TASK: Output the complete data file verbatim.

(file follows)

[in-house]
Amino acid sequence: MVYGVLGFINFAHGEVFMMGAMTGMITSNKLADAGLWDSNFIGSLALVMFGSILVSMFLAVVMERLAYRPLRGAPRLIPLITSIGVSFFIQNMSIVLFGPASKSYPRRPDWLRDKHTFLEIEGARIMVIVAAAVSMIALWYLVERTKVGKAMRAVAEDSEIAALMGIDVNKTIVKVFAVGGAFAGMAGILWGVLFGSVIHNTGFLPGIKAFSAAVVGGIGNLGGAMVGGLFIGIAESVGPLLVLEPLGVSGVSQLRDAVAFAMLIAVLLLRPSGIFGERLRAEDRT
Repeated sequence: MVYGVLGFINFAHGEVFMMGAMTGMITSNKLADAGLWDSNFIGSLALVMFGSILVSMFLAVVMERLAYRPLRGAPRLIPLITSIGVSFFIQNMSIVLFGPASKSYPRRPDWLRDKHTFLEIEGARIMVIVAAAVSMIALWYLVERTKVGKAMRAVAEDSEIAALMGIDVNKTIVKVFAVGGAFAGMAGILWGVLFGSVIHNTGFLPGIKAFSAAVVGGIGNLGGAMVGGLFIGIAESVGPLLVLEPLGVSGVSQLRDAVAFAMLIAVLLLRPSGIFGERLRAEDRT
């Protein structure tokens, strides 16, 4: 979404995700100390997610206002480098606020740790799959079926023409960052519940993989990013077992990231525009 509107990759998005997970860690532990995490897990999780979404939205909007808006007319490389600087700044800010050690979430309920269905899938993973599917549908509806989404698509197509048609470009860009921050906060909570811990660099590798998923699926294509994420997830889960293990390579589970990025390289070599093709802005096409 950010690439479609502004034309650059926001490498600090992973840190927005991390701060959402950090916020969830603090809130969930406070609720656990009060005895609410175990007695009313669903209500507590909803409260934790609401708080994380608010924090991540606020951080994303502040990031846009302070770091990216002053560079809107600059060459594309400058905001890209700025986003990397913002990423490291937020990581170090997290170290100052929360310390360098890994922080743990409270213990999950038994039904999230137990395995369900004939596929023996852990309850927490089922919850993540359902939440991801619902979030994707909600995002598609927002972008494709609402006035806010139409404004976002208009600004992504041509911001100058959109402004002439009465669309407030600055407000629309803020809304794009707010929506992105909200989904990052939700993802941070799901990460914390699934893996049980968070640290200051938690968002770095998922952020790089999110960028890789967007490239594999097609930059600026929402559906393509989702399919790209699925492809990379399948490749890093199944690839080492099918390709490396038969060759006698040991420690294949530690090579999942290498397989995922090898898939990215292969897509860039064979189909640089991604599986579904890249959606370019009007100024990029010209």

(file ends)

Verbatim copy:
[in-house]
Amino acid sequence: MVYGVLGFINFAHGEVFMMGAMTGMITSNKLADAGLWDSNFIGSLALVMFGSILVSMFLAVVMERLAYRPLRGAPRLIPLITSIGVSFFIQNMSIVLFGPASKSYPRRPDWLRDKHTFLEIEGARIMVIVAAAVSMIALWYLVERTKVGKAMRAVAEDSEIAALMGIDVNKTIVKVFAVGGAFAGMAGILWGVLFGSVIHNTGFLPGIKAFSAAVVGGIGNLGGAMVGGLFIGIAESVGPLLVLEPLGVSGVSQLRDAVAFAMLIAVLLLRPSGIFGERLRAEDRT
Repeated sequence: MVYGVLGFINFAHGEVFMMGAMTGMITSNKLADAGLWDSNFIGSLALVMFGSILVSMFLAVVMERLAYRPLRGAPRLIPLITSIGVSFFIQNMSIVLFGPASKSYPRRPDWLRDKHTFLEIEGARIMVIVAAAVSMIALWYLVERTKVGKAMRAVAEDSEIAALMGIDVNKTIVKVFAVGGAFAGMAGILWGVLFGSVIHNTGFLPGIKAFSAAVVGGIGNLGGAMVGGLFIGIAESVGPLLVLEPLGVSGVSQLRDAVAFAMLIAVLLLRPSGIFGERLRAEDRT
């Protein structure tokens, strides 16, 4: 979404995700100390997610206002480098606020740790799959079926023409960052519940993989990013077992990231525009 509107990759998005997970860690532990995490897990999780979404939205909007808006007319490389600087700044800010050690979430309920269905899938993973599917549908509806989404698509197509048609470009860009921050906060909570811990660099590798998923699926294509994420997830889960293990390579589970990025390289070599093709802005096409 950010690439479609502004034309650059926001490498600090992973840190927005991390701060959402950090916020969830603090809130969930406070609720656990009060005895609410175990007695009313669903209500507590909803409260934790609401708080994380608010924090991540606020951080994303502040990031846009302070770091990216002053560079809107600059060459594309400058905001890209700025986003990397913002990423490291937020990581170090997290170290100052929360310390360098890994922080743990409270213990999950038994039904999230137990395995369900004939596929023996852990309850927490089922919850993540359902939440991801619902979030994707909600995002598609927002972008494709609402006035806010139409404004976002208009600004992504041509911001100058959109402004002439009465669309407030600055407000629309803020809304794009707010929506992105909200989904990052939700993802941070799901990460914390699934893996049980968070640290200051938690968002770095998922952020790089999110960028890789967007490239594999097609930059600026929402559906393509989702399919790209699925492809990379399948490749890093199944690839080492099918390709490396038969060759006698040991420690294949530690090579999942290498397989995922090898898939990215292969897509860039064979189909640089991604599986579904890249959606370019009007100024990029010209």